Another skiing treat. These are definitely the most attractive chocolate chip cookies I’ve ever made. And they are delicious too — crisp yet chewy, and thick in the middle, even though they are made with butter and no shortening. I’ve never before been able to make a chocolate chip cookie without it becoming flat as a pancake once it goes in the oven. There are all sorts of secrets as to why these look the way they do, so obviously they’re from the clever folks at America’s Test Kitchen, by way of The America’s Test Kitchen Family Baking Book. Personally, I still love the King Arthur Flour Crisp Chocolate Chip Cookies best tastewise — their crisp, buttery, caramel-y quality just can’t be beat in my book, plus I love my chocolate chip cookies overdone (even burnt!) — which is something the ATKFBB recipe doesn’t recommend. Nevertheless, I assure you these cookies won’t last long in our house — we love homemade chocolate chip cookies in all their variations!
P.S. — P.’s review: “These are GOOOOOOOOOOOOOOOD!”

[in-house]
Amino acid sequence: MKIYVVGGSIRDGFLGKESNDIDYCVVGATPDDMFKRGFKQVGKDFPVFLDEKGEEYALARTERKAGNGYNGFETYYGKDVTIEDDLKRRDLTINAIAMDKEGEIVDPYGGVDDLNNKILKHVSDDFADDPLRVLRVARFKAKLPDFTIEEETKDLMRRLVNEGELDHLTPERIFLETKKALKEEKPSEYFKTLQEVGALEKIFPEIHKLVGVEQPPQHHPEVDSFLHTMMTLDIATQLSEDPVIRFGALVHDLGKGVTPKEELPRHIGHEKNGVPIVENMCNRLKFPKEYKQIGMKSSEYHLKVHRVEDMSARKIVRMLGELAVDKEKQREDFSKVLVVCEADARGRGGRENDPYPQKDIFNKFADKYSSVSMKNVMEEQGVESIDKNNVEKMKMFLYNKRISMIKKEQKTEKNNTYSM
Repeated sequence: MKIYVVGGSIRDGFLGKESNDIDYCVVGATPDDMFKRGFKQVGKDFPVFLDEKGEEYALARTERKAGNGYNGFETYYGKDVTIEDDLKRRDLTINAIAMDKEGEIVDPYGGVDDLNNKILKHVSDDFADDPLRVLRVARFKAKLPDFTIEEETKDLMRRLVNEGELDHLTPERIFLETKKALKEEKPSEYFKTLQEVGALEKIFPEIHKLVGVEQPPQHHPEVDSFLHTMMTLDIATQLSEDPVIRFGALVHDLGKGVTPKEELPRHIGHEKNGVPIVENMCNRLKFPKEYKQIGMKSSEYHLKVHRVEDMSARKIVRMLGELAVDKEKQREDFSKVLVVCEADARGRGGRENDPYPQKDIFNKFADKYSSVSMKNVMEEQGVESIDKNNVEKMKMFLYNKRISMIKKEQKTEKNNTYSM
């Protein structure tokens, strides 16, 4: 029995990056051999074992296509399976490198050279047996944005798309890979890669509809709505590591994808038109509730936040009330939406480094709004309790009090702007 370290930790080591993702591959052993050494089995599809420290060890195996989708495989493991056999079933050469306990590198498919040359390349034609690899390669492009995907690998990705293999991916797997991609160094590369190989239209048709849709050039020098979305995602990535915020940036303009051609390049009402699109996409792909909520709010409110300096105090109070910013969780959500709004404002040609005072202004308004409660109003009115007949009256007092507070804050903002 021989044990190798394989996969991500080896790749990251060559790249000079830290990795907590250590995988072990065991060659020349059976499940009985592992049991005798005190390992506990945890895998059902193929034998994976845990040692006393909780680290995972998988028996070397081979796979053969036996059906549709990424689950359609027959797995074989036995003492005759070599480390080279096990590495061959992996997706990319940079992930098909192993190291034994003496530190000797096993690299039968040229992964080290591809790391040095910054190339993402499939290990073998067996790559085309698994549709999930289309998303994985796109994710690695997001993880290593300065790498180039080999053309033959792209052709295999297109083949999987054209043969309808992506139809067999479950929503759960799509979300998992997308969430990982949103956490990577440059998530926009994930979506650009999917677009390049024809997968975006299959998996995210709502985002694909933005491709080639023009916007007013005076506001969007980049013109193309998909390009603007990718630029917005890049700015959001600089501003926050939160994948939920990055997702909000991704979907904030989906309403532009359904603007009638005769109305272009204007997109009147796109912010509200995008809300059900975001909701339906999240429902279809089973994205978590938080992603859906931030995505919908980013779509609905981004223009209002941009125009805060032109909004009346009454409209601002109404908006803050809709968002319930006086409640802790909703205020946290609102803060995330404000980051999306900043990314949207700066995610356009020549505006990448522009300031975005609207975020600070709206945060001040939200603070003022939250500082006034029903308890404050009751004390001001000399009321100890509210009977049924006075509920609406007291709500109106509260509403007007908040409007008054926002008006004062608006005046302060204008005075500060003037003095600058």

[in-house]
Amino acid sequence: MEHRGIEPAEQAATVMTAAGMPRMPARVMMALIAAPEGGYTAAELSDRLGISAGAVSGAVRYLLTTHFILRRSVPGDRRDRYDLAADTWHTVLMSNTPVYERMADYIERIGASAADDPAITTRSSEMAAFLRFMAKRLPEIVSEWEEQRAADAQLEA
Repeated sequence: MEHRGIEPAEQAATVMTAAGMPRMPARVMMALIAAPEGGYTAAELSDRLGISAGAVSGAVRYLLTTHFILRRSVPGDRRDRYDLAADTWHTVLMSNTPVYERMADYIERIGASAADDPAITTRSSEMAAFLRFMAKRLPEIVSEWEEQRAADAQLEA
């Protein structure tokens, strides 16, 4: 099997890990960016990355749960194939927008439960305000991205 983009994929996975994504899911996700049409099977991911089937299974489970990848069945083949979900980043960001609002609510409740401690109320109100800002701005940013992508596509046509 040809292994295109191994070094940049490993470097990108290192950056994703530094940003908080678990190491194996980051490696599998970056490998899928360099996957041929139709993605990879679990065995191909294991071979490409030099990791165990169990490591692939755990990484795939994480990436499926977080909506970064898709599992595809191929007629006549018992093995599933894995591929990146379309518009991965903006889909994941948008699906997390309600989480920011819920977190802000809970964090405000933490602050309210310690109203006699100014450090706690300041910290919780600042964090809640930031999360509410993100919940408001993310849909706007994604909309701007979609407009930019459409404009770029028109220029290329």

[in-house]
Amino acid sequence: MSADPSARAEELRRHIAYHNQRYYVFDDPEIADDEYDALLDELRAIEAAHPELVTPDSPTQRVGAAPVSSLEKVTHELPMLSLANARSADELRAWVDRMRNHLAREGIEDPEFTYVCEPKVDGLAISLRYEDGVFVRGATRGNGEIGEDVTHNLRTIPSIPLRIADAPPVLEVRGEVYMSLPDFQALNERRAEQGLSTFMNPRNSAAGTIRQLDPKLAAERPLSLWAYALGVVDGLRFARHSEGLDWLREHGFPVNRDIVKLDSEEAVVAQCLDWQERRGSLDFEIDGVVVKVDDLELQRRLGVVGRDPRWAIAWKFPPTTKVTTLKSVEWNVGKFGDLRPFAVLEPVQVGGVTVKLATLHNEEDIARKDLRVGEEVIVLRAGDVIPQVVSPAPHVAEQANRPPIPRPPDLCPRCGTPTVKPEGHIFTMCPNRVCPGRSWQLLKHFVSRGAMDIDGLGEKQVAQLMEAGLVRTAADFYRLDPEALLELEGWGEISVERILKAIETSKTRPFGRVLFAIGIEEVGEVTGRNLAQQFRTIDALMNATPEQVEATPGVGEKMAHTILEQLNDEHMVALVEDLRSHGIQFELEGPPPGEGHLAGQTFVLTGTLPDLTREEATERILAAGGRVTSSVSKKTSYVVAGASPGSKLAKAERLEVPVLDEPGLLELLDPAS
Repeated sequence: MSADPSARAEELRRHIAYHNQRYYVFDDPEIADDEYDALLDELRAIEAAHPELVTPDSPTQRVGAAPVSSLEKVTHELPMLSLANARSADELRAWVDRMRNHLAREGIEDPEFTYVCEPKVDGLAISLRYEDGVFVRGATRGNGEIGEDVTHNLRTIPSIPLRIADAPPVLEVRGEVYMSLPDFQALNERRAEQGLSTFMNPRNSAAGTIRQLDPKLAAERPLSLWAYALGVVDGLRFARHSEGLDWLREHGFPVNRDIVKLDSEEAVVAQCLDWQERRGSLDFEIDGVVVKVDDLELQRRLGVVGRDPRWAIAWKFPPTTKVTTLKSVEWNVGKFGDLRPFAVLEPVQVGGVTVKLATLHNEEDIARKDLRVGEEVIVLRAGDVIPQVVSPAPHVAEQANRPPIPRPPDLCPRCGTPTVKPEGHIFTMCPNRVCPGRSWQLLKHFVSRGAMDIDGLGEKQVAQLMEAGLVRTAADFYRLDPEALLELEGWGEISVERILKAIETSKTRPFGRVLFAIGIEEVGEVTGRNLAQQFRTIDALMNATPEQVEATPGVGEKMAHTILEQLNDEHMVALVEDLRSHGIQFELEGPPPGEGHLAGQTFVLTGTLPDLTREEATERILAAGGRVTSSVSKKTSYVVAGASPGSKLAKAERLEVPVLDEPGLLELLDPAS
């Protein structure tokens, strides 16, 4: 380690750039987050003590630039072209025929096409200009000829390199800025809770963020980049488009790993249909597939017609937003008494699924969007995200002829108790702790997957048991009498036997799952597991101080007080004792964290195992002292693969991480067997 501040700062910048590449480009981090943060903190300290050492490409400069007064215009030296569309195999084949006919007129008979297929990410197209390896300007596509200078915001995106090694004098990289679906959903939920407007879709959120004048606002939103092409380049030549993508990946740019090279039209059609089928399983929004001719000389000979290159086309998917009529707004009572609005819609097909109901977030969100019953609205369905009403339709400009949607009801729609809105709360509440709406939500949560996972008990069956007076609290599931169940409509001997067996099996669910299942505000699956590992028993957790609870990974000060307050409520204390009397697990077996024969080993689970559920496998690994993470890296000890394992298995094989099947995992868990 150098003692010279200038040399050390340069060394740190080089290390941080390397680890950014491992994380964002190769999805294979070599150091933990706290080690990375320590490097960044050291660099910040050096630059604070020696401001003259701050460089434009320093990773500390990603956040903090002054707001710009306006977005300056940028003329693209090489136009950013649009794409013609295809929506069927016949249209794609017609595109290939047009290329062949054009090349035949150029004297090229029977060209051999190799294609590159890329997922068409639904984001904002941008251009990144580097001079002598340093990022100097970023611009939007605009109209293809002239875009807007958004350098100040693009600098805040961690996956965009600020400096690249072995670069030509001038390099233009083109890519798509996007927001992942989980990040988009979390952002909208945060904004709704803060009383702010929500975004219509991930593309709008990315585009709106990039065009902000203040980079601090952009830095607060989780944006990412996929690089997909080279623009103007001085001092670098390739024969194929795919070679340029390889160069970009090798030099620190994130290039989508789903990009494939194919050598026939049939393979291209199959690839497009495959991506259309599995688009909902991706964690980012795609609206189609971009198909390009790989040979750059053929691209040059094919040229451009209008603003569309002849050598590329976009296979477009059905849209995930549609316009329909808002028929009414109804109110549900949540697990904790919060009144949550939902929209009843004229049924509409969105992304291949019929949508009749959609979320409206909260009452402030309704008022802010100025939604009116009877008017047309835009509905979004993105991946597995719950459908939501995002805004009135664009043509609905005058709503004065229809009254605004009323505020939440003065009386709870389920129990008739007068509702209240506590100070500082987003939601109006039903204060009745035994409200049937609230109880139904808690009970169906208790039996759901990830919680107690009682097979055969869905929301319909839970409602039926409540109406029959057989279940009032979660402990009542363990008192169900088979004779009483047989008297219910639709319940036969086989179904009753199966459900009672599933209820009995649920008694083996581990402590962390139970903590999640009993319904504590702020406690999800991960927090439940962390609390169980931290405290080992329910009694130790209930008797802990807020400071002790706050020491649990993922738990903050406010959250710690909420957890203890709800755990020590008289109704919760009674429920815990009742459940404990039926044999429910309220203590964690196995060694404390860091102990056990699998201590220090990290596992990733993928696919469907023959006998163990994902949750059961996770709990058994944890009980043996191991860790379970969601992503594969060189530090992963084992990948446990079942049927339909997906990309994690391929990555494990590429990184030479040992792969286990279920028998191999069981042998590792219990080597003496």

Above is the picture of a half-eaten coffee cake muffin. I’d like to tell you that I purposefully photographed a cross-section of the muffin because I wanted to show the cool layer of streusel but the truth is I forgot to take a picture before I took a bite out of it. I could’ve unpapered a second muffin so I could photograph an intact muffin, but if I did that, then I’d have to eat it, and if you had any idea how much butter was in one of these babies you’d understand why that wasn’t advisable.
My boys (the young ones and the one that’s a bit older) are going skiing tomorrow and I spent the day baking up goodies for them to take along for the ride. I baked C.’s signature chocolate chip muffins and whipped up some coffee cake muffins for the chocolate-chip-muffin-weary. I love coffee cake, but I’m especially fond of muffins (see the Irish Soda Bread Muffins post), and while I would never buy coffee cake muffins (primarily because of their fat content), I am more than happy to clog my arteries with the homemade version. I found this recipe in The America’s Test Kitchen Family Baking Book. I think I should’ve baked them sans paper wrappers as instructed, because when I removed the finished muffins from the pan, I was left with pools of melted butter where the muffins had been. The streusel also stuck a bit to the paper, but not badly. So I’m going to have pack the guys some wet wipes, but ooh, are they good…